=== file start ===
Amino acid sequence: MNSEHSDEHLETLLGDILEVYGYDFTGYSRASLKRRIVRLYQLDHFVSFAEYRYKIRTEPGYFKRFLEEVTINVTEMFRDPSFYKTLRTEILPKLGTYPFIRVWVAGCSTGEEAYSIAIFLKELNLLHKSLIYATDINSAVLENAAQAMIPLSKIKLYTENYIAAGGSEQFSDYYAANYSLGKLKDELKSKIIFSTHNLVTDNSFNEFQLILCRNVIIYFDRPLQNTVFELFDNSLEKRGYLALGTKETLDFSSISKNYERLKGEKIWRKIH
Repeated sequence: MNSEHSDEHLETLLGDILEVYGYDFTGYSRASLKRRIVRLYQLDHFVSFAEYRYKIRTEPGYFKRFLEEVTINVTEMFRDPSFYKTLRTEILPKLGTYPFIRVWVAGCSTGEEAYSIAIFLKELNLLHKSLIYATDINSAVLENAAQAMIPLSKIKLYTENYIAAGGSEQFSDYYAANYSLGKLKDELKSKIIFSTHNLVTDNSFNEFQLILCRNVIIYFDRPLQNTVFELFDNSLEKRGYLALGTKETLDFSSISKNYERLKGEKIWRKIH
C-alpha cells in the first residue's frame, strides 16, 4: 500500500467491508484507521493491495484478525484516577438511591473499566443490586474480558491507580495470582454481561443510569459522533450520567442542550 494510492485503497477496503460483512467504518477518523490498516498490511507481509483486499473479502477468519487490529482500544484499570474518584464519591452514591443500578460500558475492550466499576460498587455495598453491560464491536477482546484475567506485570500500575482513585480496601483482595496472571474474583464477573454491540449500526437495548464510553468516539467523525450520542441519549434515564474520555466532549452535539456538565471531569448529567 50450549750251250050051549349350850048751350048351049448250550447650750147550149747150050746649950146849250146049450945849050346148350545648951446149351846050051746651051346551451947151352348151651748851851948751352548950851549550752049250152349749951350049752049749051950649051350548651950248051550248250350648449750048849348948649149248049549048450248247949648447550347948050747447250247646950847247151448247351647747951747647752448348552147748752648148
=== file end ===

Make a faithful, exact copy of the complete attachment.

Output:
Amino acid sequence: MNSEHSDEHLETLLGDILEVYGYDFTGYSRASLKRRIVRLYQLDHFVSFAEYRYKIRTEPGYFKRFLEEVTINVTEMFRDPSFYKTLRTEILPKLGTYPFIRVWVAGCSTGEEAYSIAIFLKELNLLHKSLIYATDINSAVLENAAQAMIPLSKIKLYTENYIAAGGSEQFSDYYAANYSLGKLKDELKSKIIFSTHNLVTDNSFNEFQLILCRNVIIYFDRPLQNTVFELFDNSLEKRGYLALGTKETLDFSSISKNYERLKGEKIWRKIH
Repeated sequence: MNSEHSDEHLETLLGDILEVYGYDFTGYSRASLKRRIVRLYQLDHFVSFAEYRYKIRTEPGYFKRFLEEVTINVTEMFRDPSFYKTLRTEILPKLGTYPFIRVWVAGCSTGEEAYSIAIFLKELNLLHKSLIYATDINSAVLENAAQAMIPLSKIKLYTENYIAAGGSEQFSDYYAANYSLGKLKDELKSKIIFSTHNLVTDNSFNEFQLILCRNVIIYFDRPLQNTVFELFDNSLEKRGYLALGTKETLDFSSISKNYERLKGEKIWRKIH
C-alpha cells in the first residue's frame, strides 16, 4: 500500500467491508484507521493491495484478525484516577438511591473499566443490586474480558491507580495470582454481561443510569459522533450520567442542550 494510492485503497477496503460483512467504518477518523490498516498490511507481509483486499473479502477468519487490529482500544484499570474518584464519591452514591443500578460500558475492550466499576460498587455495598453491560464491536477482546484475567506485570500500575482513585480496601483482595496472571474474583464477573454491540449500526437495548464510553468516539467523525450520542441519549434515564474520555466532549452535539456538565471531569448529567 50450549750251250050051549349350850048751350048351049448250550447650750147550149747150050746649950146849250146049450945849050346148350545648951446149351846050051746651051346551451947151352348151651748851851948751352548950851549550752049250152349749951350049752049749051950649051350548651950248051550248250350648449750048849348948649149248049549048450248247949648447550347948050747447250247646950847247151448247351647747951747647752448348552147748752648148